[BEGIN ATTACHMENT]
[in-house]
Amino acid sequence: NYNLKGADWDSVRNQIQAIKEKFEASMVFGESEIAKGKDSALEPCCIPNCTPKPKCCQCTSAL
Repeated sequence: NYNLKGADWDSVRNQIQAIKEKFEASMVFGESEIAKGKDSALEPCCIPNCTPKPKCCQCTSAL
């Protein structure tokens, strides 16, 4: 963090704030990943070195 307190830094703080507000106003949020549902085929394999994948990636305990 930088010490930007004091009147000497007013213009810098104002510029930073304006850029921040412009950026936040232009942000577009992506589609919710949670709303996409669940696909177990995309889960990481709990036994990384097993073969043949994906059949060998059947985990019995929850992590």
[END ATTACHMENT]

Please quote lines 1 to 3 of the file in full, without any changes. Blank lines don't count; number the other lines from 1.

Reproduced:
[in-house]
Amino acid sequence: NYNLKGADWDSVRNQIQAIKEKFEASMVFGESEIAKGKDSALEPCCIPNCTPKPKCCQCTSAL
Repeated sequence: NYNLKGADWDSVRNQIQAIKEKFEASMVFGESEIAKGKDSALEPCCIPNCTPKPKCCQCTSAL